If a 300-pound piece of satellite comes through your roof, is it yours to keep? Or does NASA try to reclaim it?

I know several people who used data from the tumbling satellite in their thesis research. Talk about something to make you feel old!

Oligonicella said...

Toilet Seat Girl!

kimsch said...

MM If it hits your house or lands in your yard you're supposed to call in the authorities who will call in a hazmat team to take care of it.

If it hits my house, perhaps I can use the insurance money to improve the house as well as fix it. We need more room and need to add at least a half-bath. I need more than one toilet in my house. Hubby works from home out of a closet...

The Little Guy won't be at school on Friday for a "school improvement day" - teachers go, not kids - so if the satellite hits the school at least the kids will all be at home.

But if the satellite hits our house, he'll be home. But more likely he'll be roaming the neighborhood finding friends to play with.

wv: pacisest

Mary Beth said...

Toilet Seat Girl!

Exactly what I was thinking. I miss that show.

kimsch said...

Dead Like Me was terrific series. It's on Netflix streaming!

Wally Kalbacken said...

If it falls on the house the Missus and I are closing on next week, I'll be pissed!

ricpic said...

I love the way the voice of officialdom keeps telling us that not only is the earth covered 70% by water but most of the landmass is empty. I kid you not, that's what I heard on the radio concerning the odds against getting hit by space junk. This is the same officialdom that goes on endlessly about global crowding due to overpopulation. The propaganda changes on a dime to fit the paradigm. There's gotta be a better word than paradigm but I can't think of one this sec.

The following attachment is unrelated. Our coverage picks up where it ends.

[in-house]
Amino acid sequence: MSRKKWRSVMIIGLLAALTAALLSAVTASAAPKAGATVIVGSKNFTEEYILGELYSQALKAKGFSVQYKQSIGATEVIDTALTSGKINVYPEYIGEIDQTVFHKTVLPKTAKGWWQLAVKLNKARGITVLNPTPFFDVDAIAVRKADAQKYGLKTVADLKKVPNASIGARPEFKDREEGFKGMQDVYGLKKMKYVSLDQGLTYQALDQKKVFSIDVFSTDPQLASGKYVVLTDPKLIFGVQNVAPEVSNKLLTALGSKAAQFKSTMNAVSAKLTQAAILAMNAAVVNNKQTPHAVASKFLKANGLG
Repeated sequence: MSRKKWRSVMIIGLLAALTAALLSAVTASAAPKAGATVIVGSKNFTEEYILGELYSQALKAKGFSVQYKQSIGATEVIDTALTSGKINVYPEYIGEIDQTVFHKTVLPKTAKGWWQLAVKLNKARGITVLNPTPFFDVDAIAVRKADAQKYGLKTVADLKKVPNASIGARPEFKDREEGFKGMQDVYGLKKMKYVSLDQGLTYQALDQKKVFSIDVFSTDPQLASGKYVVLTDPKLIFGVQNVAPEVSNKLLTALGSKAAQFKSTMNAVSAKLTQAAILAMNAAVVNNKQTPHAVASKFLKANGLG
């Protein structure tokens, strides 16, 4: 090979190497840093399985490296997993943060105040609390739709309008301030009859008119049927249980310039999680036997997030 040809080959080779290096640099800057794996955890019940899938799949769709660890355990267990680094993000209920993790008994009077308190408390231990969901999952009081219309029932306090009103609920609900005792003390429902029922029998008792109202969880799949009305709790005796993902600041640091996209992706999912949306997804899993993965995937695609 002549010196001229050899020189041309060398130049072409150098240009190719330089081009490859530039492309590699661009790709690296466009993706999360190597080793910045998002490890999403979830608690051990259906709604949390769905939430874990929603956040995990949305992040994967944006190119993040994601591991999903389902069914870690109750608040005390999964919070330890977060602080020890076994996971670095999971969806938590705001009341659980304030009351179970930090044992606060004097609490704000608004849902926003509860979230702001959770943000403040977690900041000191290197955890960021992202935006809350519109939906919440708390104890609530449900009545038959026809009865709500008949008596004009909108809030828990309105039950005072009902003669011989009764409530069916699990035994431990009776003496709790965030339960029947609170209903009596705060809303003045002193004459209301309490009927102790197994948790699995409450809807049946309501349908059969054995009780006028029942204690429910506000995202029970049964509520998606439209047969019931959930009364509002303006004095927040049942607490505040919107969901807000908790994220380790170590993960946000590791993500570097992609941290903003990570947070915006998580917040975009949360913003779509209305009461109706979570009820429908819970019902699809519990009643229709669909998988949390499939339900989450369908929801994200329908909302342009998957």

TML said...

JAL, nope. But I'd sure like to hear about that. Do you mean officially, with elementary school children aboard or as a lark, going to prom and the like and being oh,so different and quirky?

jimspice said...

I'd like to see how he came up with that 1 in 3,200 figure. It's WAY more unlikely than that.

Joe said...

"If a 300-pound piece of satellite comes through your roof, is it yours to keep? Or does NASA try to reclaim it?"

Space junk is owned by the launching authority. In this case NASA would own it and would owe you a new roof.

raf said...

and if it hits a human being, it's terribly unlikely to be you.

Actually, this is the kind of lottery I would almost expect to win.

wv: insiod. Insidious, right.

William said...

If it hits Rick Perry, there will be many rumours.

Spaceman said...

Gee, there are small planes flying over your head everyday, which on occasion break & fall out of the sky. Do people sit around fretting about that?

JAL said...

@ TML.

No serioiusly.

In the 70s-- maybe into the 80s -- some high shool students were *the* bus drivers for their areas. I don't know about the flat land, but it was true in the mountains, and apparently the coast. (Coastal area, too.)

They would take the buses home at night. Most started very early on their routes while covered many miles.

This is especially interesting because the roads in the mountains are not your everyday roads.

Not sure what the criteria was -- age, length of having drivers license, overall maturity.

A nurse who came to work where I did after she graduated from Chapel Hill had been a driver as a HS student.

I think it was a solution based on necessity and as they were able to pay more and the demographics changed (as well as insurance) they stopped using students.

Surprising that kids were assumed to be responsible not so long ago.